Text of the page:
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Looking at this data sheet: http://www.datasheetcatalog.org/datasheet/stmicroelectronics/4136.pdf

How much voltage has to be applied across the base and emitter to switch on a "TIP 3055" transistor? The V-be row is the only thing that looks like it is telling about that, but I don't think that's what I'm looking for (mabey it is?).

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Bipolar transistors are controlled by current, not voltage. The important factor here is HFE - The large signal collector current gain. Apply a 100mA current through the B-E junction and you'll get from 20 to 70 times that flowing C-E as the range for HFE is 20 to 70.
If you're using this for switching, work out what your load would draw if you connected it straight to 0V. Then divide this by 20 to find the base current you need, and add 20% or so to make sure it's turned on hard (saturated). The absolute maximum base current for that (IBmax) is 7A(!). The maximum collector current is 15A.
If you're switching at high speed, things get more complicated.
The Vbe you mentioned is the voltage you would see between those pins at a collector current of 4 A, assuming you were applying a base current to do that. Vce(sat) is the Collector to emitter voltage when turned hard on at the currents specified.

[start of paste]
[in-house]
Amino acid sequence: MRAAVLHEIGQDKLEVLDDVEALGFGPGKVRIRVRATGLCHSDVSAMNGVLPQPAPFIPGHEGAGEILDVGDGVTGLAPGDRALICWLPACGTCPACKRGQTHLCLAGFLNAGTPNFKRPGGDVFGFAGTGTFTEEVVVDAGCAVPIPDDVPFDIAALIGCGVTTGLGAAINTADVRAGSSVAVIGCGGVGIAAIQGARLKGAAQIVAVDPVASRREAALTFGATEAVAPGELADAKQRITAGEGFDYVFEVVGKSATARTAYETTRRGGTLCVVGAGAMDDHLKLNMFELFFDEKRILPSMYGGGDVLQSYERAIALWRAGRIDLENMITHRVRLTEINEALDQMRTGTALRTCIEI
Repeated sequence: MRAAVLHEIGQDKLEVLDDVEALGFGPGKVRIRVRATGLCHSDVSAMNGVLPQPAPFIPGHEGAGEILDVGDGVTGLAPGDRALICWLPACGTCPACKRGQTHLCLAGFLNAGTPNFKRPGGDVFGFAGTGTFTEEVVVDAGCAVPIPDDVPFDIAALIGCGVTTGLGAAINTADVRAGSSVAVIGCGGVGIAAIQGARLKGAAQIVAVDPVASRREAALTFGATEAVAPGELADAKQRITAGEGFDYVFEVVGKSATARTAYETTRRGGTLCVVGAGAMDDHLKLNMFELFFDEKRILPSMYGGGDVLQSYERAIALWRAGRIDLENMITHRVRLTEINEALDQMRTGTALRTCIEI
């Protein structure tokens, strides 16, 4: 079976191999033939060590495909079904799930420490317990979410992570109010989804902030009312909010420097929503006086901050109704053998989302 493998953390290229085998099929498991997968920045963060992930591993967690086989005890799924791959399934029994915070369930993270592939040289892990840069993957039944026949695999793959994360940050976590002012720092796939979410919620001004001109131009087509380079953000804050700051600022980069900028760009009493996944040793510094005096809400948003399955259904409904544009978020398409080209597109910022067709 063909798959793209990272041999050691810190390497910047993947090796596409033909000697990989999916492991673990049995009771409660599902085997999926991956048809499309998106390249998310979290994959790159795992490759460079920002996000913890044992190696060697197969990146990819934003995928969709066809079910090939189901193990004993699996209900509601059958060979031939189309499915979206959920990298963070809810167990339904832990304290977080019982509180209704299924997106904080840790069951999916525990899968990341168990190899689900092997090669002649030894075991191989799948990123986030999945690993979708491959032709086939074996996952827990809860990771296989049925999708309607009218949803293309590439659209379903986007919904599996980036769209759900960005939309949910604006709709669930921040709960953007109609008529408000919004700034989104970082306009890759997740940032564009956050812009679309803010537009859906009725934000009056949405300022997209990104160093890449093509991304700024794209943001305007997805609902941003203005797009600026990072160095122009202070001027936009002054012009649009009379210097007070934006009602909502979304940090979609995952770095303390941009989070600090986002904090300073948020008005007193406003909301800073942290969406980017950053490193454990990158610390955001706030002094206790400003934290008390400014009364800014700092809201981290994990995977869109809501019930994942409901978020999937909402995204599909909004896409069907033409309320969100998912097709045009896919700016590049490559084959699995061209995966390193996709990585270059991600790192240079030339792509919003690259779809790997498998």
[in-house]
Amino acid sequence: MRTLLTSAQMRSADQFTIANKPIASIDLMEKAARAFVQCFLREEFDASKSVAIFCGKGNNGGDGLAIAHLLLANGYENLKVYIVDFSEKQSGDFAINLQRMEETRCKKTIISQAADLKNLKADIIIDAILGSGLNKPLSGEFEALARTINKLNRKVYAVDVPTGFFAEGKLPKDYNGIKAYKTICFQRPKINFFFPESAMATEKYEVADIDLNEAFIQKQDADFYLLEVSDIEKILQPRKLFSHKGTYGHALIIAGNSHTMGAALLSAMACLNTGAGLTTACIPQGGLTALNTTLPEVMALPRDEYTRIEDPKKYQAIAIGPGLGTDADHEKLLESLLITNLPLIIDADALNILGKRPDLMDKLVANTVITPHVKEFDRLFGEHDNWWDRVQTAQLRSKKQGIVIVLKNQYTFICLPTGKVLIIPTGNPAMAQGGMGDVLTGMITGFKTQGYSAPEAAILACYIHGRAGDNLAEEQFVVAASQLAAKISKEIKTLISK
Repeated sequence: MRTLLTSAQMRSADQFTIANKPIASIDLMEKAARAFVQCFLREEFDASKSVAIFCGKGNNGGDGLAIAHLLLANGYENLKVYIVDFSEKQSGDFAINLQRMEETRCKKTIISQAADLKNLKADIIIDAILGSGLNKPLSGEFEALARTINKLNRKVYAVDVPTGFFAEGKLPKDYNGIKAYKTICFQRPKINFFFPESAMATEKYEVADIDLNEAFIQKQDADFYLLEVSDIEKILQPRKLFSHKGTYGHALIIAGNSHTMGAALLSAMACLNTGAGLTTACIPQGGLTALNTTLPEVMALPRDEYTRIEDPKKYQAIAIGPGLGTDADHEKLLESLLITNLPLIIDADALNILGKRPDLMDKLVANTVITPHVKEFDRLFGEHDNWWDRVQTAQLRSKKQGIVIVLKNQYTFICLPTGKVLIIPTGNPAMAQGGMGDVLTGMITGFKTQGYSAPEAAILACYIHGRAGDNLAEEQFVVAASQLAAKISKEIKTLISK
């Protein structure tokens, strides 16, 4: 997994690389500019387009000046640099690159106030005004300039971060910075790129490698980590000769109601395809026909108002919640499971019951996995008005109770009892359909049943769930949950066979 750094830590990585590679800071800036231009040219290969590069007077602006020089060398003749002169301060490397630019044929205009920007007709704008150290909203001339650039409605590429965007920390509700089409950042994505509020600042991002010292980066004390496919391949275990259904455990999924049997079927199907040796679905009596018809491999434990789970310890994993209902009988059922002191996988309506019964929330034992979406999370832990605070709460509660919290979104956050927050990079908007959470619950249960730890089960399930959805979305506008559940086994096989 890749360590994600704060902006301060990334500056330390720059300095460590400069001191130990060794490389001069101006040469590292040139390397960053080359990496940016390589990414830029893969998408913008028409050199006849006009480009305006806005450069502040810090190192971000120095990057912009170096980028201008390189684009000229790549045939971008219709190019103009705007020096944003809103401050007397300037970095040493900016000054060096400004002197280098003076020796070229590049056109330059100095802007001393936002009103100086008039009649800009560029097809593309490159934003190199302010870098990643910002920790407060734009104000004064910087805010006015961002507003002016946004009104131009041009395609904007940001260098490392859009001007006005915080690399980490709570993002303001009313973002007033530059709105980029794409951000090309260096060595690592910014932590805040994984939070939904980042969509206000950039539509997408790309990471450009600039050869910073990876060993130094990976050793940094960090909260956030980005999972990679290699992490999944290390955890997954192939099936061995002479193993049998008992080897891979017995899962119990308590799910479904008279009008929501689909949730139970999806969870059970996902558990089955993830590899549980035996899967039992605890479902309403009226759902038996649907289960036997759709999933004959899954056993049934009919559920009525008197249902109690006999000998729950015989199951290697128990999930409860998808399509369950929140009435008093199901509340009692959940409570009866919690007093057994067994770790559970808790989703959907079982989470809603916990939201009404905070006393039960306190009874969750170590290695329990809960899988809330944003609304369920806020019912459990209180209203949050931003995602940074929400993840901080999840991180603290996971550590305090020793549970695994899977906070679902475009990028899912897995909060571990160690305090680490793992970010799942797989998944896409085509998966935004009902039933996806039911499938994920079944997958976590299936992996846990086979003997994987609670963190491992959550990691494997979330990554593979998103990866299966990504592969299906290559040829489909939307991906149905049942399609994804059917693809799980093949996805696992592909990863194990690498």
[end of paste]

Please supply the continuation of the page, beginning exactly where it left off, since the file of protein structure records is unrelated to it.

Thank you, I thought it was voltage controlled but it is very helpful to know it's current controlled. I am planning to use a low power oscillator circuit with a JFET to pulse a transistor or an IGBT on and off to drive a transformer for a capacitor charger. But if the transistor being pulsed is current controlled I should use a few JFETs in parallel in the oscillator circuit because I don't think they can handle much current.

I was unable to reply to your last post once you'd marked best answer, but I wanted to note the following distinction to aid you in future efforts:

FET transistors differ from BiPolar transistors in that they ARE voltage controlled, unlike their cousins the bipolars.

Just in case you may have interpreted AndyGadget's good answer regarding the operation of Bipolar transistors

Good point -  Thanks Sean.

meh. np. I noticed that he said in his followup that he's considering using some JFETs and figured it might be sensible to clarify, before he gets magic smoke or no effect..

(the word in my ref to you was supposed to be "misinterpretted", not "interpretted" )

Form the data sheet as you say:

For a base Emitter voltage of 1.8 volts ad a emitter collector voltage of 4 volts you should get a collector current of 4 amps.